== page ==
Arrival in a new country is often fraught with anxieties, and US immigration is particularly fraught-making. We began our own adventure with mixed emotions, but then thoughts of Robert Baxter’s enthusiasm proved infectious. A week in Manhattan and old friends to catch up with. It was bound to be good.





Six Word Saturday

Please visit Debbie to see her stunning views of St Pancras Station. She kindly allows some of us to overstep the 6-word mark – just so long as we have a 6-word title.

copyright 2018 Tish Farrell

43 thoughts on “Misty Morning Sailing Into New York

  1. Amazing how on board among thousands of people you can still find private places. Great memories Tish and a beautiful sunrise setting the ocean on fire. What year was this?

  2. An exciting trip Tish – wonderful to follow in the wake of your words – not to mention Robert Baxter’s. Third image up from the bottom is full of expectation
    p.s. I well recall the dog walking courtship Astaire/Rogers – in these less innocent days it would veer on stalking. I might forgive a man would could dance like that though

  3. A trans-Atlantic crossing has got to be a genuine adventure. This post was wonderfully evocative, and I love the personal history you’ve added. Thank you… and welcome. I hope that you enjoyed your visit. I’m not a city person, but New York is one of a kind.

    1. Many thanks for your most appreciative words. I’m not a city type either, but I did love New York, though it was so hot while we were there, 100 degrees, we spent an awful lot of time in Central Park.

  4. How very interesting this is. Not sure I’d enjoy the sea journey, but what a wonderful way to arrive in New York. Great family history connections too.

    1. The QM2 experience has its droll, OTT, downright weird moments, but the ship itself, and the library on board, to say nothing of the martini lounge and the jazz bar had a lot to recommend them. Obsessive compulsive joggers on the lovely promenade deck with its traditional steamer chairs, clocking up their circuits were another matter. The food was very good too.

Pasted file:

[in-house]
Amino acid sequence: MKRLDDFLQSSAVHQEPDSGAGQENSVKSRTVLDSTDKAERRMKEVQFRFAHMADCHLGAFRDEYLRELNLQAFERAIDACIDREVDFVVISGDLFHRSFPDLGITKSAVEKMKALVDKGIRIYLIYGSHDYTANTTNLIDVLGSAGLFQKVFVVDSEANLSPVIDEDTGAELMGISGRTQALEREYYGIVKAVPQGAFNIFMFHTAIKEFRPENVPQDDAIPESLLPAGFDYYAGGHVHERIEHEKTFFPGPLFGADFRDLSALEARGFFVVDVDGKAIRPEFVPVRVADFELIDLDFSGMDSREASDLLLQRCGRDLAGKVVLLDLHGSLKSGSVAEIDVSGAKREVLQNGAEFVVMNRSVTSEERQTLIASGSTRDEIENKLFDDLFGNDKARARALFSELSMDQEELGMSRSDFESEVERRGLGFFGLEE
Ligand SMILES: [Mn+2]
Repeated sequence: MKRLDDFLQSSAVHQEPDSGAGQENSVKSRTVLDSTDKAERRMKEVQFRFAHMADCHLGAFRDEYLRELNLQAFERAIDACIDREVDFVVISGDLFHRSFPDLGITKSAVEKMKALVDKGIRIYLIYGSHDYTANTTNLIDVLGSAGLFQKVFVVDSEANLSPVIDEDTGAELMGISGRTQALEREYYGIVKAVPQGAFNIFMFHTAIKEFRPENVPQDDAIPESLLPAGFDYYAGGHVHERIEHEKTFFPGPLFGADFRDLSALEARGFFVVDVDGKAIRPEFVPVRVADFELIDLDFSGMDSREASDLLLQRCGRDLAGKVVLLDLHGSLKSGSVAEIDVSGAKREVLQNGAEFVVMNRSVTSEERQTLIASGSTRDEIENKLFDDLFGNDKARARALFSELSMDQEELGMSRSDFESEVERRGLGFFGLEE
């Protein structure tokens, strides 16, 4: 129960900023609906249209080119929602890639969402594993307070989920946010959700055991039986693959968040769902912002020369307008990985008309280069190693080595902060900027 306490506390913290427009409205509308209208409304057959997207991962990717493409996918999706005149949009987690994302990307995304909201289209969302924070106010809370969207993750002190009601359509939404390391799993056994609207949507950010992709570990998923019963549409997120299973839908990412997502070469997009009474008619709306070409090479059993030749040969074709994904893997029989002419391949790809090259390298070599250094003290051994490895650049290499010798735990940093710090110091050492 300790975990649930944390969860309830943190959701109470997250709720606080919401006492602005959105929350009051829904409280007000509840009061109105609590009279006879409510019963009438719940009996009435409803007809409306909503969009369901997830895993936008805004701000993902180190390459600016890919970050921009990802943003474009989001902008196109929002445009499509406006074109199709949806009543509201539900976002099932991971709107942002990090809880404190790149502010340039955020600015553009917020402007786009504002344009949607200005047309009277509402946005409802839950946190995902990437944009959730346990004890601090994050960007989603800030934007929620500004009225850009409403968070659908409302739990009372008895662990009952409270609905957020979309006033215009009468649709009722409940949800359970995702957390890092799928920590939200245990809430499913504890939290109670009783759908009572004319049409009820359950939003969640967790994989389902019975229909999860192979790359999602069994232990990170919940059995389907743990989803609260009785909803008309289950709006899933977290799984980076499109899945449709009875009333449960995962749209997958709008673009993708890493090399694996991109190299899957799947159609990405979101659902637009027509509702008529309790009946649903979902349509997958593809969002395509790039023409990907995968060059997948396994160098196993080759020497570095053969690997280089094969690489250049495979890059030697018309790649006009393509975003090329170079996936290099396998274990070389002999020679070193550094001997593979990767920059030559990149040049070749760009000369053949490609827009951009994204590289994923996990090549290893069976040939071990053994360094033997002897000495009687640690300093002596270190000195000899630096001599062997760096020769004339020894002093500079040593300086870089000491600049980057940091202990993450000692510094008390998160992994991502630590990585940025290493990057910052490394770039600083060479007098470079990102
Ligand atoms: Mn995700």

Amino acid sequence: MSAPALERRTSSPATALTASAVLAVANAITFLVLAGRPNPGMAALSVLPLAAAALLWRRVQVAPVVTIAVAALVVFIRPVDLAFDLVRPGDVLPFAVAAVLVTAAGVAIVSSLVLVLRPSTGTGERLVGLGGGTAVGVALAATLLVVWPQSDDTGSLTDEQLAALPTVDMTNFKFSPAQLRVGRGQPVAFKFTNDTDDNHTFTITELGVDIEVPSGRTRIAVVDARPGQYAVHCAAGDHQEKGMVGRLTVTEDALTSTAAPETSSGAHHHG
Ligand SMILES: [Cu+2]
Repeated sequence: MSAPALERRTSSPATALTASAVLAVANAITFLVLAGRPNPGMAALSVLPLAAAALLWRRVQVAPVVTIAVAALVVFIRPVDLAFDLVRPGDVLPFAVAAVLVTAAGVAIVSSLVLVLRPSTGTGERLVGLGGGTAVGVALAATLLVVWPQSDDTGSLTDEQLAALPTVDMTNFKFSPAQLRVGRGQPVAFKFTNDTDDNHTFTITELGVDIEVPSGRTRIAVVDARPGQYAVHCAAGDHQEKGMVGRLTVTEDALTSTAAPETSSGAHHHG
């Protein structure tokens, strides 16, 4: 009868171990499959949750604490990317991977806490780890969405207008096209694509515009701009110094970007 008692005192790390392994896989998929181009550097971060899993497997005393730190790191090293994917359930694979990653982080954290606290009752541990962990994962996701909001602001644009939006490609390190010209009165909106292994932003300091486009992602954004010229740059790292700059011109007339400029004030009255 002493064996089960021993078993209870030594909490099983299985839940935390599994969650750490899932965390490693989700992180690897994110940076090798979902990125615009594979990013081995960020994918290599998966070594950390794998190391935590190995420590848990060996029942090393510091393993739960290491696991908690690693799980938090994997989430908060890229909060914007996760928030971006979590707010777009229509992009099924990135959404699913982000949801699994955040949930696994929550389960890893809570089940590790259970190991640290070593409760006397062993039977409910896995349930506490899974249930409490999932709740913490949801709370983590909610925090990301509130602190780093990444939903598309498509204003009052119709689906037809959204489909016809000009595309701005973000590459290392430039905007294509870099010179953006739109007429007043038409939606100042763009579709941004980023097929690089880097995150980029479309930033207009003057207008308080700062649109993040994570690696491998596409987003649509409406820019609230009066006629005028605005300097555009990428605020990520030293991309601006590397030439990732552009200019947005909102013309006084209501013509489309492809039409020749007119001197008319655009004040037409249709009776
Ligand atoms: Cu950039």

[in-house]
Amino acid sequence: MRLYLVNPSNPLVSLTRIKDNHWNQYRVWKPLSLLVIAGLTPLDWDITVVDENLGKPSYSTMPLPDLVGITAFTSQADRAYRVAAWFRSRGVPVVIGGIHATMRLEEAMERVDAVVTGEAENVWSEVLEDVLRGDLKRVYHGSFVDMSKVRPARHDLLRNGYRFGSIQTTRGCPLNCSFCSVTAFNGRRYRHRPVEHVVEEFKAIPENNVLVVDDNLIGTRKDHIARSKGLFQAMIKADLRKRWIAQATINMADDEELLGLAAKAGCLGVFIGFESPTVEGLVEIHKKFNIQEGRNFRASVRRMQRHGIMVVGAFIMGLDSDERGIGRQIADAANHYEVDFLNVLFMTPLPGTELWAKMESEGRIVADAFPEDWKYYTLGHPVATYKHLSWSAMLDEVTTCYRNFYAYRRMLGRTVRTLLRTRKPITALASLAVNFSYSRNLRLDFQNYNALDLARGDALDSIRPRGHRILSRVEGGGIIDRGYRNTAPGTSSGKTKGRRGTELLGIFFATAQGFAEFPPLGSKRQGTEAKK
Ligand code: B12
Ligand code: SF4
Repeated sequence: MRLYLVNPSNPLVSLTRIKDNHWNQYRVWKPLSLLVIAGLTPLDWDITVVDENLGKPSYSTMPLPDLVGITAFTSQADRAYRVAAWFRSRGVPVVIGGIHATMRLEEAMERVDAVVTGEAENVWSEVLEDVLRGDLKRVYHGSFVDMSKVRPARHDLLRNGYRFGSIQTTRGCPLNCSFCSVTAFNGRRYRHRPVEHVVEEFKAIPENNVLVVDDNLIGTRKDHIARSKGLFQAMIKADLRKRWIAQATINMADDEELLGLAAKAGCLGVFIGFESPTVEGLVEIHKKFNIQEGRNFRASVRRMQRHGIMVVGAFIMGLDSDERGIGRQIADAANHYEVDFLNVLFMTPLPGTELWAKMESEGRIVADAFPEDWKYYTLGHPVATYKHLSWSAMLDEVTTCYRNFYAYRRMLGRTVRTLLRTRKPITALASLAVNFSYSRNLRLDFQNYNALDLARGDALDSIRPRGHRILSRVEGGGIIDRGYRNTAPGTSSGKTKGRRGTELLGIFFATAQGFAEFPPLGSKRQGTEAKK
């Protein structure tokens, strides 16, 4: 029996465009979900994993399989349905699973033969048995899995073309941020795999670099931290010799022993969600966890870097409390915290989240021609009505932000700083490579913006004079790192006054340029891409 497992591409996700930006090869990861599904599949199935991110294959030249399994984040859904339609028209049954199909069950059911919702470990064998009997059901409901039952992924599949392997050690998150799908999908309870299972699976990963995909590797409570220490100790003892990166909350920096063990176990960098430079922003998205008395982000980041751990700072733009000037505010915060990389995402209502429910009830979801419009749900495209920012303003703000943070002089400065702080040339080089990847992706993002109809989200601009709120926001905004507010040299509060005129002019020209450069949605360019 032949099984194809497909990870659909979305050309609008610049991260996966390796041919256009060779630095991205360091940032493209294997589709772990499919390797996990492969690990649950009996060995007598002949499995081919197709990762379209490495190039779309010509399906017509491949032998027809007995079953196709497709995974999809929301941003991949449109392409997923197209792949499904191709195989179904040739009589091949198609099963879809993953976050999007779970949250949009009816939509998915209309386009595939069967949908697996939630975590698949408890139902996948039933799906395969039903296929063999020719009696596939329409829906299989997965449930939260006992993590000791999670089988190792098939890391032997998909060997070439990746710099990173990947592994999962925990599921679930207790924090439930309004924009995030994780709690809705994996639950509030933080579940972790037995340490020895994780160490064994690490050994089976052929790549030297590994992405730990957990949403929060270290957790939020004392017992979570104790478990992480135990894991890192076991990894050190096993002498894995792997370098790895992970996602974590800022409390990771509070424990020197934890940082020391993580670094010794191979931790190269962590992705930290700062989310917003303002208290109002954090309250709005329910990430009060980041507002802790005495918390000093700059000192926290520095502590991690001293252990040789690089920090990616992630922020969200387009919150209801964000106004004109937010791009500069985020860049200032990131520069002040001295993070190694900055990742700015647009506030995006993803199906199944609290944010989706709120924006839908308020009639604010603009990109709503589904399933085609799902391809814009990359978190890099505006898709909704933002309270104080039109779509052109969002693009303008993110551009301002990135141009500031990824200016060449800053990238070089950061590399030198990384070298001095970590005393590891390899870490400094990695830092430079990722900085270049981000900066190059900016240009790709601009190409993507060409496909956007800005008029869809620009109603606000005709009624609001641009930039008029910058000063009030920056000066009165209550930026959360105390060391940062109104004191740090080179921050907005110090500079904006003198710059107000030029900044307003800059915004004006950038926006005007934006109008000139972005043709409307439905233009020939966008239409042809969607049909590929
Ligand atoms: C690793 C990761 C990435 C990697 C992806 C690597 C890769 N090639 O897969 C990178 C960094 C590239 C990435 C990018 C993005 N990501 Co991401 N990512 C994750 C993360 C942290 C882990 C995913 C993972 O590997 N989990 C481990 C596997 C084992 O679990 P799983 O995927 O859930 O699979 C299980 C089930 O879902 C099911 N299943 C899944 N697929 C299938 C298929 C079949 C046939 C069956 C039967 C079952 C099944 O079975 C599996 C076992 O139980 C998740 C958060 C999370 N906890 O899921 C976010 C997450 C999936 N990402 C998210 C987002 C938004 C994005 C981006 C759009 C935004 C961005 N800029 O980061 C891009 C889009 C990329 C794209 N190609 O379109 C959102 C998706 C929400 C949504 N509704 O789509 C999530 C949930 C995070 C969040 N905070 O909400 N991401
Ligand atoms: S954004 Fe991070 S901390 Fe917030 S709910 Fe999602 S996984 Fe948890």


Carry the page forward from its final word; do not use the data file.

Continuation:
1. Ah yes, the food. I went by ship from Mumbai to Durban on one of the Castle liners and the food was amazing – breakfast, elevenses, lunch, afternoon cakes, dinner … only problem was I had Delhi belly and could only eat plain boiled rice 😦

  5. What a moving post, Tish. Your photographs are fantastical. Gorgeous sky captures. Years ago, I lived in Staten Island. Oh, how I miss the Verrazano-Narrows Bridge. And I also loved Robert Baxter’s description of the city. Silk plush carriage rides. Three miles for 5c. Off now to watch the Shall We Dance clip. Thank you! ~Theadora

  6. Reading of your lovely adventure has improved my view of cruising, you made it sound like quite a cultural experience. Wonderful photos too. It must have been powerful!

    1. Ah now. Cunard themselves are mostly quite clear about this. The trans-Atlantic crossing is a crossing, not a cruise (though of course it does all the cruise ship stuff too). There were many aboard who were simply travelling to the US that way instead of flying, quite a numbers of American army officers and wives returning from overseas posts – so quite an unusual mix of souls aboard.

    1. Many thanks, Ruth. The ancestral spirit did add a special dimension to the trip not least because we also learned while aboard that the whole development of the great trans-Atlantic liners like the first Queen Mary, with their elite quarters above, were mostly about providing cheap passage for large numbers of migrating poor below decks; and later still, providing affordable passage for those who had settled in the US to go and visit the home country once in a while.

  7. Maybe the mention of the older trip by Graham’s relative is what did it… but reading this post reminded me of my own first trip to America, with hopes and determination to get higher education. It was a great adventure at a difficult time, and I learned a lot of unexpected things. Glad to hear you all are enjoying yourselves.

    1. That definitely sounds like a big adventure. A purposeful voyage with much at stake. My English generation rather took the obtaining of a higher education as a right, though you did have to get the appropriate grades of course.